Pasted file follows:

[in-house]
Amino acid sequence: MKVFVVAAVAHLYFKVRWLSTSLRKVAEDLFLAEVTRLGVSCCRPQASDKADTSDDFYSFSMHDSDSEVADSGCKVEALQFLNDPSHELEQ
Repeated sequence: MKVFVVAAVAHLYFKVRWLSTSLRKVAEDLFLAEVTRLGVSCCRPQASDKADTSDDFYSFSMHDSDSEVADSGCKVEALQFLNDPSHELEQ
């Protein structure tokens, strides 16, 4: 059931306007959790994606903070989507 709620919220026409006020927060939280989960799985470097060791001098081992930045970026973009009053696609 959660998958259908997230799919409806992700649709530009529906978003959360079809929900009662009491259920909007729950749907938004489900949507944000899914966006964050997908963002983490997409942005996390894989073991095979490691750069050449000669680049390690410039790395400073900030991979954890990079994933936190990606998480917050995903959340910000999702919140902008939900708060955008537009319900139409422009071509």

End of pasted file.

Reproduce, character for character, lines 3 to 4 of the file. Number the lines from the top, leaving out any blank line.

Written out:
Repeated sequence: MKVFVVAAVAHLYFKVRWLSTSLRKVAEDLFLAEVTRLGVSCCRPQASDKADTSDDFYSFSMHDSDSEVADSGCKVEALQFLNDPSHELEQ
């Protein structure tokens, strides 16, 4: 059931306007959790994606903070989507 709620919220026409006020927060939280989960799985470097060791001098081992930045970026973009009053696609 959660998958259908997230799919409806992700649709530009529906978003959360079809929900009662009491259920909007729950749907938004489900949507944000899914966006964050997908963002983490997409942005996390894989073991095979490691750069050449000669680049390690410039790395400073900030991979954890990079994933936190990606998480917050995903959340910000999702919140902008939900708060955008537009319900139409422009071509």